Brent L. Top, “The Attraction of Mormonism,” in No Weapon Shall Prosper: New Light on Sensitive Issues, ed. Robert L. Millet (Provo, UT: Religious Studies Center, Brigham Young University; Salt Lake City: Deseret Book, 2011), 1–17.
For those who have not taken the time to investigate Mormonism—to seek to discover, for example, what it is that people find particularly attractive about this growing movement—it is easy to assume the worst and suppose that something nefarious is afoot. In this chapter, Professor Brent L. Top, who has served as a bishop, stake president, and mission president, addresses many of the features of the faith, beliefs, and practices that make The Church of Jesus Christ of Latter-day Saints an object of continuing and growing interest.
People throughout the world are attracted to Mormonism for various reasons, but, for the most part, these reasons can be attributed to the faith, fruits, and future of the Latter-day Saints. (Hyun-Gyu Lee, Family Prayer, ©2006.)
Why is The Church of Jesus Christ of Latter-day Saints one of the fastest-growing religious denominations in the world?  What is it about the Church—its teachings, practices, and members—that each year causes hundreds of thousands from all over the world to convert to Mormonism, often in the face of much opposition and persecution? What is the attraction of Mormonism? Although the answers to those questions may be as numerous as the individuals who embrace the faith—each with a unique reason for his or her attraction to Mormonism—three general themes appear to be at the core of every answer: faith, fruits, and future.
“The strength of the Church,” President Gordon B. Hinckley observed, “lies in the conviction carried in the hearts of its members, by the individual members of the Church.”  From the earliest days of Mormonism—even before the official organization of the Church—to the present, the spiritual message of the Restoration is what has resounded most powerfully in hearts and minds. Mormonism’s message is not subtle. It is not merely a life philosophy or social movement. Mormonism’s declaration is dramatic, leaving no middle ground. Founded upon the claim that God Almighty and his Beloved Son, Jesus Christ, personally appeared to and spoke with the boy Joseph Smith, Mormonism demands attention by its bold declarations—declarations such as the following that both challenge and transcend traditional Christian teachings:
· The Father and Son are distinct beings with glorified bodies of flesh and bone, and the Holy Ghost is a personage of spirit (see D&C 130:22–23).
· God continues to speak to mankind through prophets today as was done in biblical times, and “he will yet reveal many great and important things pertaining to the Kingdom of God” (Articles of Faith 1:9).
·The scriptural canon is not closed, but rather expanding. The Book of Mormon and other modern-day scripture found in the Doctrine and Covenants and Pearl of Great Price stand on equal footing with the Holy Bible.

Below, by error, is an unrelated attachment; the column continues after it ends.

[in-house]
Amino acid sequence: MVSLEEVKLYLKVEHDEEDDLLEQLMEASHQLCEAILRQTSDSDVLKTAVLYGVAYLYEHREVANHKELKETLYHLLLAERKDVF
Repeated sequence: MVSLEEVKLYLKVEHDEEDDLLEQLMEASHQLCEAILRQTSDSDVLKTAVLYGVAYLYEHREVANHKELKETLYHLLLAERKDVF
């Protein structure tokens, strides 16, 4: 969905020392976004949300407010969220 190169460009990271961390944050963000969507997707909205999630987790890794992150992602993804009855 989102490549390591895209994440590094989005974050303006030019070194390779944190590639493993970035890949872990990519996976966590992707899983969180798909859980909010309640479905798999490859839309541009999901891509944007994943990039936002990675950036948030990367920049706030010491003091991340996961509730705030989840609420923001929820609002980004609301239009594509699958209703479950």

· With authority given directly from God by heavenly manifestations and ministrants, the Church of Jesus Christ has been restored to the earth—a Church bearing the name of Jesus Christ and his endorsement as “the only true and living church upon the face of the whole earth” (D&C 1:30).
· All mankind is literally of the family of God—begotten sons and daughters of heavenly parents, endowed with a divine nature and the potential not only to dwell with God but also to become like him.
To many, the bold declarations of Mormonism are outlandish, even abhorrent. To others, they are amusing, merely a curiosity to observe and then dismiss. Yet to thousands, even millions, the claims of heavenly beings visiting the earth to establish a church and of the availability of new scripture are indeed attractive, striking a spiritual chord that draws people into, rather than repels them from, further investigation of Mormonism’s message. The profound spiritual nature of Latter-day Saints’ acceptance of these things and the certitude they express concerning their religious beliefs are uniquely attractive to many because such faith flies in the face of the prevailing culture of secularism, relativism, and skepticism. Faith is attractive because it provides “hope for a better world” (Ether 12:4), greater confidence in dealing with the challenges of this fallen world, and a sense of spiritual security and strength, even when “all things [are] in commotion” (D&C 88:91). That cannot help but be attractive to many.
Several years ago, I attended the Mormon History Association’s annual conference in Copenhagen, Denmark. The conference commemorated the 150th anniversary of the Church in Scandinavia and continental Europe. One of the featured speakers was a prominent Danish government official. He acknowledged the thousands of Danes and other Scandinavians who embraced Mormonism in the nineteenth century and subsequently immigrated to America. In an effort to explain that phenomenon, he discussed the conditions that prevailed in Denmark in the mid-nineteenth century and how the American Dream tempted and tugged at the struggling, working-class Dane. To this government official, the attraction of Mormonism among those Danish converts was merely socioeconomic, the hope to find the proverbial pot of gold at the end of the American rainbow. Mormonism, as a new American religion, became just another way whereby one could get ahead in the land of opportunity.